I am referring specifically to the portion wherein the department declares: “The department can administratively create the new license without the need to adopt regulations. Instead of creating regulations for proof of enrollment or other continuing eligibility requirements, applicants would certify they meet the legal requirements of being enrolled as a half‐time or full‐time student attending a qualifying postsecondary institution as defined in statute.”

      The reason the bill is rated at a zero fiscal impact is because they are not planning to even draft regulations to enforce a requirement to show student status at the time the license is given to the individual. The other reason the bill is rated as having zero fiscal impact is explained by this language which is found in all three fiscal notes:

      “Current license applications do not require an applicant to identify if they are enrolled as a half‐time or full‐time student. Without that information, it is difficult for the department to determine the actual fiscal impact. The department assumes there is a minimal number of nonresidents attending a qualifying institution in Alaska that would be eligible for this new license. The loss of license revenue for the Division of Wildlife Conservation and Division of Sport Fish, along with the additional workload for Division of Administrative Services to process the applications, would be de minimis. Therefore, the department expects minimal fiscal impact and submits a zero fiscal note.”

      In other words, they aren’t sure, but they don’t expect many people will be using this new license option, so it won’t cost the state any additional money to issue, process or enforce licenses that almost no one will be using, and the state won’t lose any revenue from discounted licenses that aren’t being sold.

      A charitable view is that your bill will have a minimal impact on the lives of Alaskans. However, if it does have a significant impact it will likely be because it is being used in ways that it is not supposed to be used.

      Examples that come to mind include:
      1) Non-resident Non-students claiming student status since there is no requirement to prove student status at the time that the license is issued. They don’t have to claim to be a resident since an Alabama address will do.

      2) Non-resident students claiming student status even though their school is out of state or otherwise ineligible for the discounted rate under the law. It is difficult to prove fraud when they answered honestly that they were a student, and perhaps thought that they were eligible. After all, why wouldn’t a “non-resident student” be eligible for a “non-resident student” license?

      3) Individuals using the discounted license after they are no longer students since the only option under your bill is for an individual to be issued a license for the entire calendar year, regardless of whether they have graduated or are no longer attending classes. Rather than making it easier for them to continue to be non-residents, the better answer in most cases would be to simply encourage them to become Alaska residents.

      No additional resources are being allocated to enforce this new law under these (or any) circumstances. Could someone still get caught somehow and prosecuted for fraud? Sure. It’s possible. Just like it’s possible that residents above the poverty line could get caught using the $5 low income license. But how often does that happen? If the state allocates $0 towards enforcement, I would not expect to see many convictions for the $1K fine and the six months in jail you mentioned. A key difference between the low income license and a non-resident student license is that in the first case you are talking about something that is designed to benefit Alaska residents, and in the second case you are talking about something that is designed to benefit non-residents and actually DISCOURAGES them from becoming residents.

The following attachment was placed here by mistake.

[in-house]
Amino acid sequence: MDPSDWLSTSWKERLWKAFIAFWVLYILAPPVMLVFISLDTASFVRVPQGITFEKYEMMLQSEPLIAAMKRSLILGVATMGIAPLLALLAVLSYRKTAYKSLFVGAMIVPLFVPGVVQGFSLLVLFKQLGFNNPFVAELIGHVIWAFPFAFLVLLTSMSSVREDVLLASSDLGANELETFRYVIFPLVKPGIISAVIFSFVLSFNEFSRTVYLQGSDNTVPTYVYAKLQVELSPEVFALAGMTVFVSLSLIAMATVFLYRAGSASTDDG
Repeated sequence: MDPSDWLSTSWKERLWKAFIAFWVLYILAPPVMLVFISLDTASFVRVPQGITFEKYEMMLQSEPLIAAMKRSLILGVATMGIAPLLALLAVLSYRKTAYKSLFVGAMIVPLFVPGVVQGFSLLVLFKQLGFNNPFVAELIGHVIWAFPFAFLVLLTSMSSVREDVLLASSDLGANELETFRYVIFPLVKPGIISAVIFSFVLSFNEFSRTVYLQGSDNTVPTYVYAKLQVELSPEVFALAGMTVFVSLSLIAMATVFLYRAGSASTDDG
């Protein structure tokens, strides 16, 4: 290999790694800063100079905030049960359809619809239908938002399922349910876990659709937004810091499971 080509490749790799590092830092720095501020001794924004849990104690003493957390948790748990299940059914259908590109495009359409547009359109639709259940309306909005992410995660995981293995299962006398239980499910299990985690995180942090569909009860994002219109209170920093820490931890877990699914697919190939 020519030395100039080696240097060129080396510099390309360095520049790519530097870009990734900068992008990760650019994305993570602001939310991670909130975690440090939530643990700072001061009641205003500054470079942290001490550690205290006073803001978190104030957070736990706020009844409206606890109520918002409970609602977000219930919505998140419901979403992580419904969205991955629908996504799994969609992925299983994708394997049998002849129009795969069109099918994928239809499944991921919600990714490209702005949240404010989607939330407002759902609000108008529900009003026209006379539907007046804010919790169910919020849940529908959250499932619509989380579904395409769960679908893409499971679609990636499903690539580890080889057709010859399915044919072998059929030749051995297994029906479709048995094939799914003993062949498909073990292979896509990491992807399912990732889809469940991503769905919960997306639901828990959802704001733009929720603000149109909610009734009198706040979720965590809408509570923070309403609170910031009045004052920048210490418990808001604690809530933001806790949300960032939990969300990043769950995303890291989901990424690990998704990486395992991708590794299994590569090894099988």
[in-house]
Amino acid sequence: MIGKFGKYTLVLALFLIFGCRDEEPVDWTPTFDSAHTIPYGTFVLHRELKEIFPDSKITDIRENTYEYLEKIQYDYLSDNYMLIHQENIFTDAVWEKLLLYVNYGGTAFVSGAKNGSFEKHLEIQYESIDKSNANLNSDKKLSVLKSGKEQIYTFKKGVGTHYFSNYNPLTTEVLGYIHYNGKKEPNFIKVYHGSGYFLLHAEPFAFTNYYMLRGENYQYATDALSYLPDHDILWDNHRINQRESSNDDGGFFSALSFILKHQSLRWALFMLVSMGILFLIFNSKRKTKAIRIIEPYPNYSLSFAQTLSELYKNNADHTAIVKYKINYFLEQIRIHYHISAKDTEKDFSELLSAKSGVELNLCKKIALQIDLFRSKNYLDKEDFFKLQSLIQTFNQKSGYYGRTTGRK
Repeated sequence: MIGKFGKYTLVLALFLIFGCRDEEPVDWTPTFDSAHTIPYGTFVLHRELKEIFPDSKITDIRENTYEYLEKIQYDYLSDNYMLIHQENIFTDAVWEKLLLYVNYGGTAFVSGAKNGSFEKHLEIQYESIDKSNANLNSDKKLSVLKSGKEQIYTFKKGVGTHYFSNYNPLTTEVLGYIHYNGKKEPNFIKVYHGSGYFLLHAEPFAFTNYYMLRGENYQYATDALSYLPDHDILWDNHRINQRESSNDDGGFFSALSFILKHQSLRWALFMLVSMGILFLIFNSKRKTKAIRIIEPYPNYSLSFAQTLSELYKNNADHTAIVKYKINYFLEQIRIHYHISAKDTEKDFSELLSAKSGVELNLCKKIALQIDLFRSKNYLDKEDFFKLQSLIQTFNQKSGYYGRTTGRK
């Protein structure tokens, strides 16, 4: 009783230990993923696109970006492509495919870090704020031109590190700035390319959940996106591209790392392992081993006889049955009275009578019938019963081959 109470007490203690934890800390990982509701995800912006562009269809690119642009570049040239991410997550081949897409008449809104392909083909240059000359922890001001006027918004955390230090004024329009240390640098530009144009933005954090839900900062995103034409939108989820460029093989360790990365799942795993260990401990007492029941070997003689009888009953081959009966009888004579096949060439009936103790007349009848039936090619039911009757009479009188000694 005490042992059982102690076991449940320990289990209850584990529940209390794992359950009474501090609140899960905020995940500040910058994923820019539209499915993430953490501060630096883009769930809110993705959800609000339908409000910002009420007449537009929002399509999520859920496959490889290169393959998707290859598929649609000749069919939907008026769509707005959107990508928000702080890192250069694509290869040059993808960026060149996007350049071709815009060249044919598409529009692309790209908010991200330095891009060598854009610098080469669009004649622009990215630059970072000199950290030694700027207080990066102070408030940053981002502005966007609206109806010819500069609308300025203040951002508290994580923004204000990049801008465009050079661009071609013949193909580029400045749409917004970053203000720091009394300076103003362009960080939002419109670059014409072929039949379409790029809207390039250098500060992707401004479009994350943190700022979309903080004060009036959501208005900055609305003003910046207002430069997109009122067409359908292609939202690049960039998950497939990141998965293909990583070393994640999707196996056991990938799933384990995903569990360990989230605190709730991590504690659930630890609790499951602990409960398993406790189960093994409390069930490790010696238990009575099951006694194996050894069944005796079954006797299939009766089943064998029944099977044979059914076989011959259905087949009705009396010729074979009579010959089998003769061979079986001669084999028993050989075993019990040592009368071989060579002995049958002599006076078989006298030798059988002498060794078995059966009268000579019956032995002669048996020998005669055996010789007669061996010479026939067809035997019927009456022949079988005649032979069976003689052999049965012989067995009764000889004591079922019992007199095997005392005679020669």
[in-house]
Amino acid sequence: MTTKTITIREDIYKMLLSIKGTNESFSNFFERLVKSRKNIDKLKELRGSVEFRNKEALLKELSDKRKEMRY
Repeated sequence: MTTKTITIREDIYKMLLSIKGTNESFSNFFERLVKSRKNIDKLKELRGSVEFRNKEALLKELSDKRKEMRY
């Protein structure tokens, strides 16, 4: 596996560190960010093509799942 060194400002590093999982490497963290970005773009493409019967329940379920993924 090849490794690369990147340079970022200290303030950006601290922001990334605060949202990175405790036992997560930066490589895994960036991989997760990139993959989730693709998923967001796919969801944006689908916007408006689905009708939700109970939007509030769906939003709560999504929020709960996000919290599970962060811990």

Today, a student can gain the benefit of the resident license by becoming an Alaska resident. If they are going to be here for four years already, why wouldn’t we want to encourage them to do that? Your bill allows them to gain the benefits (price and length) of a resident license without actually becoming a resident.

      More importantly, you traded regulations and enforcements in exchange for a zero fiscal note to make it more likely that your bill would get passed. That was a trade you made. Maybe it made sense at the time. But why criticize someone for pointing out the lack of an enforcement plan?

      • Rep; Eastman; I agree.
        Also State of Alaska has mismanaged Fish and game for decades and not in favor of sustained Fish and Game populations.
        Alaska Constitution says that all Alaska’s resources have to be used for the maximum benefit of Alaskans., or words to that effect.

      • Thanks for linking the fiscal notes as you can see they are a ZERO cost to the state. We do not need to spend more State resources enforcement, especially when the Dept. of Fish and Game are not requesting it.

        Yes we probably wont see many convictions…Who in their right mind would commit fraud, face jail time, fines, and loss of hunting rights and possibly their PFD, to save a couple hundred bucks?

        The state doesn’t need to draft new regulations because they already exist as quoted in my past message, here they are again Alaska Statute 16.05.440-16.05.660

        Nothing was traded for this bill, it was encouraged by those who promote the fishing/hunting lifestyle and I was happy to sponsor it. It certainly is not perfect, however a least it is an attempt to help a good cause. It may not attract many to the Hunting and Fishing lifestyle, but it does promote it in a positive way.

        This is my first Sponsored Bill passed in the House of Representatives, on my 112th day in office.
        Thanks to all those reading this, If you have any questions feel free to contact me at, [email protected].

  11. Our representatives hard at work looking out for non-residents. Kind of reminiscent of how Democrats spend so much time making sure illegals get everything they want while ignoring the rest of us.

  12. Rep Eastman,
    With respect, FWP Troopers seem to have a pretty good track record of checking out new licensee’s. I would expect they will exercise similar diligence going forward. Please correct me if this would fall beyond their purview,
    FWIW, 3rd Gen cheerleading for you may not be the best thing. Just sayin’.